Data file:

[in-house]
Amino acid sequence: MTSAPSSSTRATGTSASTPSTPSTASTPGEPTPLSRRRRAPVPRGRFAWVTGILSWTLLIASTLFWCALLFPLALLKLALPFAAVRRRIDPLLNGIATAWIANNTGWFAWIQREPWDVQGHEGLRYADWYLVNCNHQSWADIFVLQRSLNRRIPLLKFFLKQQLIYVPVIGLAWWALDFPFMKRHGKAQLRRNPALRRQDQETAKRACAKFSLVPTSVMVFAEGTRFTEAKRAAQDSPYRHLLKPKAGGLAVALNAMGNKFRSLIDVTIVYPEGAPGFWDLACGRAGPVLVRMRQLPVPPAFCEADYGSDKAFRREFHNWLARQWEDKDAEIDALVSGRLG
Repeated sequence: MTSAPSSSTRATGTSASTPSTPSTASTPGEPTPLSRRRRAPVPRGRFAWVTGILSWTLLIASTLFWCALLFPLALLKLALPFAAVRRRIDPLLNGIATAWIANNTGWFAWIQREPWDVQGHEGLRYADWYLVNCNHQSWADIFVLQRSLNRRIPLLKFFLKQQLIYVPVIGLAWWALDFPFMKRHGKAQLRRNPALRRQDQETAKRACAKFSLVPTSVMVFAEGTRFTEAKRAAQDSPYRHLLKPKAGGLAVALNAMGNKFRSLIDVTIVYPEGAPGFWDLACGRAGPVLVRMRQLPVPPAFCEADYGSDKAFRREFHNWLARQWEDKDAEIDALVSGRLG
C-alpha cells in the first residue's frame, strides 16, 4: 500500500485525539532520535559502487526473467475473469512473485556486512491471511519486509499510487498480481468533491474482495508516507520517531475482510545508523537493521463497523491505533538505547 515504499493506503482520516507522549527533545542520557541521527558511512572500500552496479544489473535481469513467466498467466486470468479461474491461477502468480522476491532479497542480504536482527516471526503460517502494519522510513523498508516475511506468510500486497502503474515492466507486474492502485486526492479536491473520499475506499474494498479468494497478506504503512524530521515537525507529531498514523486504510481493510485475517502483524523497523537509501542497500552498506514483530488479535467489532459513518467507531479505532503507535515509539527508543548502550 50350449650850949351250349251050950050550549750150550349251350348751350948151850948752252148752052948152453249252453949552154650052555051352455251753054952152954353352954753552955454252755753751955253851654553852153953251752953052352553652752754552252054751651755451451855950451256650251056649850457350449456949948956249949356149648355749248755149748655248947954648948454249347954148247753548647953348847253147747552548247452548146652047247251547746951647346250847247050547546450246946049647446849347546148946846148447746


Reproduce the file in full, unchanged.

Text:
[in-house]
Amino acid sequence: MTSAPSSSTRATGTSASTPSTPSTASTPGEPTPLSRRRRAPVPRGRFAWVTGILSWTLLIASTLFWCALLFPLALLKLALPFAAVRRRIDPLLNGIATAWIANNTGWFAWIQREPWDVQGHEGLRYADWYLVNCNHQSWADIFVLQRSLNRRIPLLKFFLKQQLIYVPVIGLAWWALDFPFMKRHGKAQLRRNPALRRQDQETAKRACAKFSLVPTSVMVFAEGTRFTEAKRAAQDSPYRHLLKPKAGGLAVALNAMGNKFRSLIDVTIVYPEGAPGFWDLACGRAGPVLVRMRQLPVPPAFCEADYGSDKAFRREFHNWLARQWEDKDAEIDALVSGRLG
Repeated sequence: MTSAPSSSTRATGTSASTPSTPSTASTPGEPTPLSRRRRAPVPRGRFAWVTGILSWTLLIASTLFWCALLFPLALLKLALPFAAVRRRIDPLLNGIATAWIANNTGWFAWIQREPWDVQGHEGLRYADWYLVNCNHQSWADIFVLQRSLNRRIPLLKFFLKQQLIYVPVIGLAWWALDFPFMKRHGKAQLRRNPALRRQDQETAKRACAKFSLVPTSVMVFAEGTRFTEAKRAAQDSPYRHLLKPKAGGLAVALNAMGNKFRSLIDVTIVYPEGAPGFWDLACGRAGPVLVRMRQLPVPPAFCEADYGSDKAFRREFHNWLARQWEDKDAEIDALVSGRLG
C-alpha cells in the first residue's frame, strides 16, 4: 500500500485525539532520535559502487526473467475473469512473485556486512491471511519486509499510487498480481468533491474482495508516507520517531475482510545508523537493521463497523491505533538505547 515504499493506503482520516507522549527533545542520557541521527558511512572500500552496479544489473535481469513467466498467466486470468479461474491461477502468480522476491532479497542480504536482527516471526503460517502494519522510513523498508516475511506468510500486497502503474515492466507486474492502485486526492479536491473520499475506499474494498479468494497478506504503512524530521515537525507529531498514523486504510481493510485475517502483524523497523537509501542497500552498506514483530488479535467489532459513518467507531479505532503507535515509539527508543548502550 50350449650850949351250349251050950050550549750150550349251350348751350948151850948752252148752052948152453249252453949552154650052555051352455251753054952152954353352954753552955454252755753751955253851654553852153953251752953052352553652752754552252054751651755451451855950451256650251056649850457350449456949948956249949356149648355749248755149748655248947954648948454249347954148247753548647953348847253147747552548247452548146652047247251547746951647346250847247050547546450246946049647446849347546148946846148447746